It’s Only Common Sense: Defining the New Labor Force

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The gap between employee and employer in business is now considered one of the biggest challenges we face today. Our hiring base is vastly different from what it always was; this is not the greatest generation or even the boomer generation. We must adapt if we want to meet our workforce requirements.

I grew up seldom seeing my father. No, he wasn’t traveling for work. He just worked hard, taking on any job that came his way. To him the chance to have a job and earn money was a privilege and an opportunity. I never saw him because of the long hours he worked.

This was his day: As a school bus driver, he arose at 5:30 a.m., picked up his bus, and started picking up students at 6:30 a.m. When that was done, he went to his morning job at a little market where he would stock shelves, make deliveries, and do whatever was needed for the next three hours. Then he would get back in his school bus, pick up and drop off the kindergarten kids, returning to pick up the elementary school students and take them home. Following his afternoon bus ride, he would start his normal eight-hour job as the school custodian.

He kept that schedule five days a week, but he didn’t rest on weekends. On Saturday nights, he tended bar at the local VFW. My father wasn’t the only one in my community who worked like this. Most of the other men I knew—my uncles and others in our neighborhood—had similar schedules.

When my boomer generation came along looking for jobs, we had to compete for everything. There were just too many of us and too few jobs. The only people qualified to work at McDonald’s when I was in high school were the best of the bunch. They had to be honor students and get this (sorry, ladies) they had to be boys. Believe it or not, it was a big deal when McDonald’s started hiring girls and some people back then thought that the service at McDonalds declined when they started hiring girls. With that kind of thinking, maybe the good old days weren’t so great after all.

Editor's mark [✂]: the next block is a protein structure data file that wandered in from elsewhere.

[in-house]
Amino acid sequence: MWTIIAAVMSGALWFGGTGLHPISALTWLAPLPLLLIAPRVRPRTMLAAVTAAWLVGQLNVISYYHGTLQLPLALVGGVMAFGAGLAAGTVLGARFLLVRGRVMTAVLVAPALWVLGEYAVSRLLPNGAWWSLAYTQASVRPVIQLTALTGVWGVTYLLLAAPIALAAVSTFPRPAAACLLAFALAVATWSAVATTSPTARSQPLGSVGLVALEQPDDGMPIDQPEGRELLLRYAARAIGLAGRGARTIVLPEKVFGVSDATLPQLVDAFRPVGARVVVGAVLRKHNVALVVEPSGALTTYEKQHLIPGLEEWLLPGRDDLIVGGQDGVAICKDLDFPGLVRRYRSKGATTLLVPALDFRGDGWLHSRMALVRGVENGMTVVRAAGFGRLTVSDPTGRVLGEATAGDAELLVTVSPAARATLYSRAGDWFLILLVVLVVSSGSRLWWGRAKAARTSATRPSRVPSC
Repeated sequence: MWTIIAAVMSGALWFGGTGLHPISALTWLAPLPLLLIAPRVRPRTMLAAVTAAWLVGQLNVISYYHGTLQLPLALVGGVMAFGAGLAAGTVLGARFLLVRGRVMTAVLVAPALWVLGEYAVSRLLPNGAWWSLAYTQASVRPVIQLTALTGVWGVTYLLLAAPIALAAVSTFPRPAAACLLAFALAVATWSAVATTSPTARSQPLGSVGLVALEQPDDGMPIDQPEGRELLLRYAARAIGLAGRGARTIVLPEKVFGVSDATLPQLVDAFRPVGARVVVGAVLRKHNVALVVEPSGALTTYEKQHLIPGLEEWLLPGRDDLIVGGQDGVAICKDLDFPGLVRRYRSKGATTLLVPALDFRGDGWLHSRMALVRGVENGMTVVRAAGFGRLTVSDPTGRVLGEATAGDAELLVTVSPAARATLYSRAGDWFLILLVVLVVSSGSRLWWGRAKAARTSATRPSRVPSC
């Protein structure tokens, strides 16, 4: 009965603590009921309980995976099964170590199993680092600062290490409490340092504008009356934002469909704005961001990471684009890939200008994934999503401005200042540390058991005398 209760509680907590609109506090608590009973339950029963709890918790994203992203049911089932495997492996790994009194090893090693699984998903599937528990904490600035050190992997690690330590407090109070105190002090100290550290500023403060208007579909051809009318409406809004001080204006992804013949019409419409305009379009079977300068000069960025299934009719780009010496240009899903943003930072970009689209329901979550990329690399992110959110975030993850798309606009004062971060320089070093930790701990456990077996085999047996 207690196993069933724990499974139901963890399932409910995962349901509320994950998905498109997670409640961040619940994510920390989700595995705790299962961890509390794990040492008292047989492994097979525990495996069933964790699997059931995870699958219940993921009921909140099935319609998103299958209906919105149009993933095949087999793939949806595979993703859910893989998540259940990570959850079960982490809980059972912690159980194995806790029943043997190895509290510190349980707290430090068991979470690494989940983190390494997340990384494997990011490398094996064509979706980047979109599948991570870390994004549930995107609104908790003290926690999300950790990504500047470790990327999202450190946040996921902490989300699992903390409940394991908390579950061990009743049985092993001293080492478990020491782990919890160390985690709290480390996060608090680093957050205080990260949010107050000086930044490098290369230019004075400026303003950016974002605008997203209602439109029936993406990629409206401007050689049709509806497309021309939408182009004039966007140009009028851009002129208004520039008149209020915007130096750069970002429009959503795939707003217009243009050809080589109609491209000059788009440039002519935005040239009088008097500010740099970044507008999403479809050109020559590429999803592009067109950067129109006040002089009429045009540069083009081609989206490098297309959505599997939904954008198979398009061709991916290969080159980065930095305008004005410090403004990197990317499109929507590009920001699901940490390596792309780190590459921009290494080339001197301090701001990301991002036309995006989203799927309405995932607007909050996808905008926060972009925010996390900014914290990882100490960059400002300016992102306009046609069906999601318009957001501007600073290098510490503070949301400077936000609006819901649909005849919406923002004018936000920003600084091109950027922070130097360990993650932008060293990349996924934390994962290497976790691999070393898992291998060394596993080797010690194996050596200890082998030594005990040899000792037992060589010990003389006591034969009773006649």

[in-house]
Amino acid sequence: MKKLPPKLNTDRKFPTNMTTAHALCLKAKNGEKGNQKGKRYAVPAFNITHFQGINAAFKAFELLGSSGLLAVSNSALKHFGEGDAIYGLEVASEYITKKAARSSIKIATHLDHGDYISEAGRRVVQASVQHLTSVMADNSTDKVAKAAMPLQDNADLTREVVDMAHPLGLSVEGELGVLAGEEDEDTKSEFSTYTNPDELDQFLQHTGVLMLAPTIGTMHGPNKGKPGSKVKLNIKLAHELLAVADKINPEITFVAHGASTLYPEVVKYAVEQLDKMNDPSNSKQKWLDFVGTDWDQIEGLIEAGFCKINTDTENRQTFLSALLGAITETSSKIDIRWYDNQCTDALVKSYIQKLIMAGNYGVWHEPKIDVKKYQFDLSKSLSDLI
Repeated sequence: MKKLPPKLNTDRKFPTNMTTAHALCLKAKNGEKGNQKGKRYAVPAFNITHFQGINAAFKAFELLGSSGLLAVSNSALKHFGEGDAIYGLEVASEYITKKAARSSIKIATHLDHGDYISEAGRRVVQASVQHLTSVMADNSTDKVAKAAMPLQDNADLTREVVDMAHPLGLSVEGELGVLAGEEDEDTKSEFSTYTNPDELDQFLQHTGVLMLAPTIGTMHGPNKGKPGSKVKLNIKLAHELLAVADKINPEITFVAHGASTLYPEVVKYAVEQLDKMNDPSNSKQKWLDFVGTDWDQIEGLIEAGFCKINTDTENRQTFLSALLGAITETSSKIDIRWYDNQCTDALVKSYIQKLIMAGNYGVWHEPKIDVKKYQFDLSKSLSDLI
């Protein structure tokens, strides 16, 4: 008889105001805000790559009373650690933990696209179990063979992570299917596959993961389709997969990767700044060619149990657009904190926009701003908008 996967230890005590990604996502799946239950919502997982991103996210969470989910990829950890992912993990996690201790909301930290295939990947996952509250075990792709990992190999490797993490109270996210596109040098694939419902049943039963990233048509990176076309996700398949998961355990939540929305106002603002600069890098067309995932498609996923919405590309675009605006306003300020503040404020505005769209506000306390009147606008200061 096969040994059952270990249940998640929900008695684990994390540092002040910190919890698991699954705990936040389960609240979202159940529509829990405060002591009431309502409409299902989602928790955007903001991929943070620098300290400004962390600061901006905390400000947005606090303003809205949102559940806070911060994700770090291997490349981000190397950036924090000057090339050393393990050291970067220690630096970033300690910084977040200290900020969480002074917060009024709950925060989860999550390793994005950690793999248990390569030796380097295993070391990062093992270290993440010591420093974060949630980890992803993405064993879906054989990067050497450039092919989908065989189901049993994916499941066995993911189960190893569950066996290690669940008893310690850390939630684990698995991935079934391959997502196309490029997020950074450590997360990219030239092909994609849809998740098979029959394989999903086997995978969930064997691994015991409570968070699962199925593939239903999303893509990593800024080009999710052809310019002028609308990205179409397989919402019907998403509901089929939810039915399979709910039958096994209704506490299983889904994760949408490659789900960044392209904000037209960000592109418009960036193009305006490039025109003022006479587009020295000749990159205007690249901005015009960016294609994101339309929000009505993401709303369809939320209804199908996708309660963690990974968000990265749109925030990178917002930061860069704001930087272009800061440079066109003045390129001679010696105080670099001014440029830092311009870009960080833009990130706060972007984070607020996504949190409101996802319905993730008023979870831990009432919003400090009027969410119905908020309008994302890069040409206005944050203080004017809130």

We’re now seeing a very different workforce in very different times. Contrary to popular notions, the young people entering the workforce are not lazy, irresponsible, or entitled. No matter what the folks from my own generation like to say, I believe the younger people are brighter, smarter, and–in many cases–sharper than we were. Please do not come at me with your tired anecdotal evidence about the kid down the block who won’t even mow his mom’s lawn; we had our own bad examples, and we did not want them defining our own generation either.

Today’s younger workforce is better educated, smarter, and more confident than we ever were. But they have something that neither my generation nor my father’s generation had—they have choices. They can decide where they are going to spend their time.

They can be selective about where they work. They can be judgmental; they have solid opinions about the companies they will work with. They want these companies to have a social conscience and to have a take on social responsibility. They want to make sure that they work for a company that is helping the world, not hurting it. They want to work for companies that are doing good and noble things, producing products and services that benefit the world around them. They have social causes and responsibility with a passionate mission of making the world a better place.

We can roll our eyes all we want but this is the lay of the land today. The job candidates we get to choose from consider their time valuable—too valuable to do work they deem meaningless for companies that have little meaning.

You know, we can gripe about this all we want, but in the words of Tony Soprano, “It is what it is.” We created this generation. We brought them up to think for, and stand up for, themselves, and to be intolerant of the intolerable.

To succeed in moving our companies forward, we will do it with this workforce. This means we must adapt to their needs and their requirements for a good place to work. Otherwise, you’d better start saving your money for those robots.

It’s only common sense.

Dan Beaulieu is president of D.B. Management Group.


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